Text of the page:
Live Review: Rascal Flatts - Madison Square Garden, New York
Fri, 13 Feb 2009 08:31:20
Despite being located in the heart of midtown Manhattan, the fabled Madison Square Garden was transformed into Any Country Town, USA on Thursday, February 12. The New Yorkers donned their shitkickers and ten gallon hats—who knew they even had 'em—for a night of twangy country music doled out by two family-friendly artists: Jessica Simpson and Rascal Flatts. Both the audience and the artists made me feel like I was anywhere but the biggest urban metropolis on earth. Even with a capacity crowd on hand, both Simpson and Rascal Flatts emitted a cozy, comfortable warmth on an otherwise chilly, wind-bitten night.
Simpson has been battling a barrage of bad press over an unflattering pair of mom jeans that she donned a few weeks back. This evening, however, the pop-princess-turned-country-crooner looked incredibly fit and in tip-top shape, garbed in a black romper and sky-high heels that revealed that toned legs that go on for days. Her voice may not be stronger than most of her peers, but Simpson's pipes were carrying just fine (and with the assistance of a backup singer) in the world's most famous arena. Simpson opened with her loyal cover of "These Boots Were Made For Walking," before launching into new country numbers like "You're My Sunday" and "With You," during which hordes of adoring Simpsonites nearly drowned out their heroine's voice by screaming along. Clearly, the Jessica Simpson brand has suffered no ill effects from the rash of undeserved, weight-focused publicity she's endured recently. She sang in the center of the stage that extended into the crowd and was increasingly mobile while all eyes fixed on her. She also told women in abusive relationships could take their hearts and run them before belting out another heartfelt hit. The tour and Simpsons' Do You Know record should affirm her place in the country scene. "Come On Over" was the biggest crowd pleaser, and rightfully so. Simpson ended her set with the title track of her new album.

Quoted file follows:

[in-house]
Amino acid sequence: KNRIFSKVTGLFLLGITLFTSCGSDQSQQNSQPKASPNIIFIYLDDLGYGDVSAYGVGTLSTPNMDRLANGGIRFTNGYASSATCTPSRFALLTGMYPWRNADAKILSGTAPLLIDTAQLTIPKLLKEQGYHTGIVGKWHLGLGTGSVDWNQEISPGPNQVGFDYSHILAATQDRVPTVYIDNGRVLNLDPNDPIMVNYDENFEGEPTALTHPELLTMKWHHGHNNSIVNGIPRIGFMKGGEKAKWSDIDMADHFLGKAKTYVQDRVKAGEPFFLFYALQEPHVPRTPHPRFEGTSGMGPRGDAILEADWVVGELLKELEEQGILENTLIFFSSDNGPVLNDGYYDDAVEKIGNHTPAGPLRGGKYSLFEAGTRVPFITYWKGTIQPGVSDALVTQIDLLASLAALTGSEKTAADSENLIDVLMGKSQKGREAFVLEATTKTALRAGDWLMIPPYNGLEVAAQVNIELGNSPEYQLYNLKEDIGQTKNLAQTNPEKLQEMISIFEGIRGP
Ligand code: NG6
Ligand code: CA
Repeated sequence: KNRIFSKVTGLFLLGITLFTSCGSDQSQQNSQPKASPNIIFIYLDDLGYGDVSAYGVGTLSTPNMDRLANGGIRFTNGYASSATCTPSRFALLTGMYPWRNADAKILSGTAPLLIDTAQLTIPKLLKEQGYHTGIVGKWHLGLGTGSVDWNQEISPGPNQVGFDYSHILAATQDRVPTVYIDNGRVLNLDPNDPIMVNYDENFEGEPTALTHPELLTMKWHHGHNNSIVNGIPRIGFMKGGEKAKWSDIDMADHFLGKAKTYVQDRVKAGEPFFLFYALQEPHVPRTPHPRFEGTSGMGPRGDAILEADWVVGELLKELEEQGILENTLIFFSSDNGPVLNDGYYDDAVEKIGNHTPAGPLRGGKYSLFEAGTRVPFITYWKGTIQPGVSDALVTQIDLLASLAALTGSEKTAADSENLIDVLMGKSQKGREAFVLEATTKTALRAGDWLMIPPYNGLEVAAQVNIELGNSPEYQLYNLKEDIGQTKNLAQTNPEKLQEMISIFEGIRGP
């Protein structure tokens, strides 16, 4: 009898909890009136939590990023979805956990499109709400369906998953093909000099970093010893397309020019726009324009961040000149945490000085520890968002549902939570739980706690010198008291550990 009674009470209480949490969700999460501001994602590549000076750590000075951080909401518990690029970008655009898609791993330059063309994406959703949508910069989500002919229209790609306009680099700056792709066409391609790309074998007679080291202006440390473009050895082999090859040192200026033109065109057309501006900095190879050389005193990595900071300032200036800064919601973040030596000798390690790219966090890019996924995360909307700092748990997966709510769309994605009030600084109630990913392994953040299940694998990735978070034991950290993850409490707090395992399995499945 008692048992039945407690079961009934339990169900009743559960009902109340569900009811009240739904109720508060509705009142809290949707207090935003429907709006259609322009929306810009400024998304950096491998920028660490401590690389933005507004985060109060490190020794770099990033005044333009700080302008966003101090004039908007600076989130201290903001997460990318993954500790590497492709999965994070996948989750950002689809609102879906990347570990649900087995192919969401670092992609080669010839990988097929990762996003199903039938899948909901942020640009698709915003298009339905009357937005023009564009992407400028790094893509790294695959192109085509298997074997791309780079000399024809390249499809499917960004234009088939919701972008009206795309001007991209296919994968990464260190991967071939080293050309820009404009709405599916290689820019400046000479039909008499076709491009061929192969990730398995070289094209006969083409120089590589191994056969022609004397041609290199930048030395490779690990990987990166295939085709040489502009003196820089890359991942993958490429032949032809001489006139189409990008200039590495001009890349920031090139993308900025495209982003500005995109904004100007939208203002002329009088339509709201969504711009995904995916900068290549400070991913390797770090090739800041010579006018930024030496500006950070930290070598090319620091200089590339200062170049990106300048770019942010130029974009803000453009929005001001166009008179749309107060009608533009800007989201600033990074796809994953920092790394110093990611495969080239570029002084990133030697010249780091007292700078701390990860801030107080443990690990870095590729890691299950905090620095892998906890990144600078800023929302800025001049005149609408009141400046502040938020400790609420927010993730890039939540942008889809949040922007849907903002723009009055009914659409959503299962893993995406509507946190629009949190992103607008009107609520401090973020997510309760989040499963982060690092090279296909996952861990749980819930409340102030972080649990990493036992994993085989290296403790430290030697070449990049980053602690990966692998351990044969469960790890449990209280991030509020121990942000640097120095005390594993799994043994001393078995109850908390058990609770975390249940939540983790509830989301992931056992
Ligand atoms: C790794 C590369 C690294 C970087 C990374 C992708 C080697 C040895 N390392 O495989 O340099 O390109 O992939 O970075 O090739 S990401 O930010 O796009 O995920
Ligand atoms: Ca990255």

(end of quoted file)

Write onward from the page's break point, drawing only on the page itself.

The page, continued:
Ah, and then came Rascal Flatts. The trio and their backinh band made quite a dramatic entrance with a huge (and startling) opening explosion. Sporting studded and bejeweled jeans and button downs, the fashionable yet regular Joe guys that comprise the Flatts employed a stage that extended into the crowd at several different locations, making for quite the interactive experience, with each member moving and addressing different sections of the crowd from a variety of stairs, lifts, risers and extended platforms.
The band's rendition of "Life is a Highway" was high octane and go the audience in gear, while the fiddles and the twang of the riffs created a down-home, country-western feeling. Bassist Jay DeMarcus commented, "Who said New York didn't like country music?" and it was indeed food for thought, because tougher-than-leather NYC was all about good ole country boys on this night! DeMarcus proceeded to thrill the crowd by intimating that the Flatts were throwing a big party and they were all guests of honor! The ballad "Every Day" got the crowd swaying, while "Stand" was another mid-tempo song that spoke to the crowd, as it oozed catchy, clean cut, wholesome country rawk. Throughout, DeMarcus engaged in quite a bit of crowd chatter and he's actually quite funny, talking about short skirts and two fisting rednecks and eliciting more than a few chuckles from his throng of worshippers! He always quit at the right time, as though he had a sixth sense that his fans were hungering for another song. And that’s how it went throughout the course of the show.
By the time they band encored with "Bob That Head," the only thing that was clear was the fact that these Rascals are anything but flatliners. And a memo to the dudes: Wanna meet a girl but don’t want to do so at a bar? Go to a Rascal Flatts show because they are teeming with rows upon rows of members of the fairer sex.
— Amy Sciarretto